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You can even invest in real estate through a typical brokerage account by purchasing shares of real estate investment trusts (REITs). A REIT is a company that owns (and usually operates) income-producing real estate, and it enjoys special tax benefits—in exchange for distributing 90% or more of their taxable income back to shareholders as dividends.

Related: 7 Best Banks for Real Estate Investors + Landlords

6. Invest in Other Alternatives


Alternative assets run the gamut, from more commonly known assets like real estate, gold, and private equity, to lesser known ones like wine, art, and even shoes. These assets tend to act independently of stock and bond markets, so it’s possible for them to rise in value even when those markets are down. They can also be more lucrative than traditional investments—but those higher returns can come with higher risk.

Like with physical real estate, software platforms also make it easier to invest in alternative assets. A couple of examples include Masterworks (art) and Vinovest (wine).

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Related: 19 Best Investment Apps and Platforms [Free + Paid]

What to Do If You Inherit Non-Liquid Assets


Not all inheritances come as convenient, liquid cash. Some are less liquid assets, such as property or collectibles. Figuring out what to do with them is trickier than choosing how to allocate a cash windfall.

What to Do With Investments You Inherit


When you inherit a brokerage account, you’ll need to contact the account’s custodian to get it transferred into your name. Then, you have to decide what to do with the investments in the account.

It can be tempting to liquidate everything. This can be a wise option if you consider yourself a better investor than the person who bequeathed you the inherited account, as you might be able to put the funds to better use.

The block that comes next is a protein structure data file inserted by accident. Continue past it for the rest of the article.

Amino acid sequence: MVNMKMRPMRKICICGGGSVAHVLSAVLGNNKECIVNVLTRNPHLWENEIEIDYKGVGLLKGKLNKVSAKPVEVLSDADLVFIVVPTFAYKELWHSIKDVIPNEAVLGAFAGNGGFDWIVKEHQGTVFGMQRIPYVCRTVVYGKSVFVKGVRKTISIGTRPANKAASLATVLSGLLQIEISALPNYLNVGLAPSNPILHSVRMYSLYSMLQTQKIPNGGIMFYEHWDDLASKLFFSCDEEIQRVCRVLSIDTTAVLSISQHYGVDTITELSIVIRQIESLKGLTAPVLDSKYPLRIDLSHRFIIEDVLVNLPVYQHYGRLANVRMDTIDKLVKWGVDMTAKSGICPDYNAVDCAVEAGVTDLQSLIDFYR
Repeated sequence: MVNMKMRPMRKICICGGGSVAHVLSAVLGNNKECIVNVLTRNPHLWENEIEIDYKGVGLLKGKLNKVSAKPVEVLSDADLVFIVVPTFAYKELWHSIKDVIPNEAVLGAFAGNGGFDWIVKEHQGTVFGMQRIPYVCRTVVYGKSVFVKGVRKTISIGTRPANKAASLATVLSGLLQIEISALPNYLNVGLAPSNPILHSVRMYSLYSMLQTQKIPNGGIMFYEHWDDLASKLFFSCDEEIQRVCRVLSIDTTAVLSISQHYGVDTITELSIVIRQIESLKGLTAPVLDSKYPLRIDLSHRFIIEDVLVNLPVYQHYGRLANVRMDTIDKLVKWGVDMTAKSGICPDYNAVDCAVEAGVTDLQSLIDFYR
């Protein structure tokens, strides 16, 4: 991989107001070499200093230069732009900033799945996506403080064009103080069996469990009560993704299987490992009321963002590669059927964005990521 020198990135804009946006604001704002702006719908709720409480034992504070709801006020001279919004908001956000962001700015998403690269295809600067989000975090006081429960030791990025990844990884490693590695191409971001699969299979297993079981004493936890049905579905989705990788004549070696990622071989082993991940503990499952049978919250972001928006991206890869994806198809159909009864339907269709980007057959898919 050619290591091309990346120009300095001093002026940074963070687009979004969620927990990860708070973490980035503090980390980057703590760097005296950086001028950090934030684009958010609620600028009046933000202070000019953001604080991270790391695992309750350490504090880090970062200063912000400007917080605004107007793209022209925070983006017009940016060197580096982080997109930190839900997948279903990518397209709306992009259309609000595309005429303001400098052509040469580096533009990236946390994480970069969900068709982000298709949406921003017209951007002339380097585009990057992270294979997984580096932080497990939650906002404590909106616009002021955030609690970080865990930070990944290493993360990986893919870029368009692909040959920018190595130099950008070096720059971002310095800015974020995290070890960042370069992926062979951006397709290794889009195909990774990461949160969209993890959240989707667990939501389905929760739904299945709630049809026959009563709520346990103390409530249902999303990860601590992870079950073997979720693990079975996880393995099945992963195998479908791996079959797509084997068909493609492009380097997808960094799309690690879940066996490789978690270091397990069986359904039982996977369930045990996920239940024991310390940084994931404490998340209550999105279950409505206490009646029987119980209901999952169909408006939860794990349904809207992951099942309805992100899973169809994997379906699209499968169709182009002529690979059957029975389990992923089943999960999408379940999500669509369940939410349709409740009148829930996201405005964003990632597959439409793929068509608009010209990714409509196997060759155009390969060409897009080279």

Perhaps you inherited very conservative investments from an older individual but want to invest in riskier assets because you are younger. You might also have debt that could be paid off with the proceeds of selling those conservative investments.

But in some situations, it’s better to leave the investment mix alone and let the account grow. By standing pat, you don’t have to worry about the potential tax implications that could come with selling. Or, the deceased person may have chosen investments that are performing well.

This decision isn’t all-or-nothing, either. You can liquidate some investments and keep others, depending on your circumstances, your financial goals, and your risk tolerance.

If you’ve inherited an IRA, consult a certified public accountant to make sure you do everything in accordance with the relevant laws governing retirement accounts. Those rules vary depending on the deceased person’s age, your age, your relationship with the deceased, and any required minimum distributions.

How to Handle Inherited Real Estate Investments


Real estate is a common asset to inherit. Let’s consider a scenario where you inherit a deceased family member’s house. Some of your options would include:

Sell